Universal guidance for a career in law
There are a number of dilemmas and difficulties most lawyers-to-be and junior lawyers meet, e.g.:
– Should I study law?
– Should I become a lawyer?
– Which area should I pursue?
– How to find a training contact?
– How to find a pupillage?
– Should I become a barrister or a solicitor?
– Differences between a barrister and solicitor?
Should I study law?
A law degree is a challenging degree, but one which equips you with good research and reasoning skills, and one which brings you closer to understanding social structures. A law degree requires a great deal of reading, but requires little to no mathematical related abilities, spacial ability and similar. Due to the large amount of reading, it requires good organisational skills.
Should I become a lawyer?
To answer this question, one needs to think about the question:
Why do you (I) wish to become a lawyer?
Why do you (I) wish to become a barrister? Why do you (I) wish to become a solicitor?
A career in law is slightly different from many careers for a number of reasons, including that:
- No new knowledge
As a lawyer one is placed in a position where one does not gain any new knowledge while working – only learn about law or cases – knowledge that has little to no application outside work. The situation is different when one works in other professions such as academia, research, or professions such as physics, maths, psychology, genetics, engineering – where generally one continuously gains new knowledge.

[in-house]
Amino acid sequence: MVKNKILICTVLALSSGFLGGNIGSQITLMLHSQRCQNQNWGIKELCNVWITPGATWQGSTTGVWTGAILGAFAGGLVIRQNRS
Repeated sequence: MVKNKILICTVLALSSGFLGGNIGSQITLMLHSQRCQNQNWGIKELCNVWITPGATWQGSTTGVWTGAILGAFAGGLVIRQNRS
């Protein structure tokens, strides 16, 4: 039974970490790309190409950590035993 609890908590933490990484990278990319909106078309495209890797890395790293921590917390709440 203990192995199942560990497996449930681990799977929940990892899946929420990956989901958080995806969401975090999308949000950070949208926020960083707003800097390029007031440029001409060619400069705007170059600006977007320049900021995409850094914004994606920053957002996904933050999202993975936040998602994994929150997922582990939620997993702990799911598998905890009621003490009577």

- Not producing or creating
As a lawyer one does not produce or create anything. One merely takes words from one judge and ‘brings’ them to another; or from legislation to court. This can lead to burnout, because other than making money, it is not easy to find another incentive for the work. AND
- Cannot contribute to justice
There is the common misunderstanding that as a lawyer one can contribute to justice. This is because, as a lawyer, you will represent the clients that seek your help. In addition, you will aim to win to build a reputation and to make a living. Moreover, even if one claims that they only represent the party that is ‘right’, one can only at chance level tell when it is just for a party to win over another. There are many variables. Therefore, as a lawyers one can contribute to justice at chance level.
Therefore, it is important to address this question before all the stages: commencing the legal studies, BPTC / LPC, or pupillage / training contract.
Explaining to schools pupils about a career in law
Human Behaviour, Law and Society
This book is an essential read for anyone who wants to understand, from a scientific perspective, justice-related dilemmas and issues that have persisted with humanity for over 2500 years – at least from Sophocles’ time. Knowledge covered in this book is important for all justice professional, and particularly for decision makers and for lawyers dealing human-related matters (matters other that those purely technical such as contract drafting).
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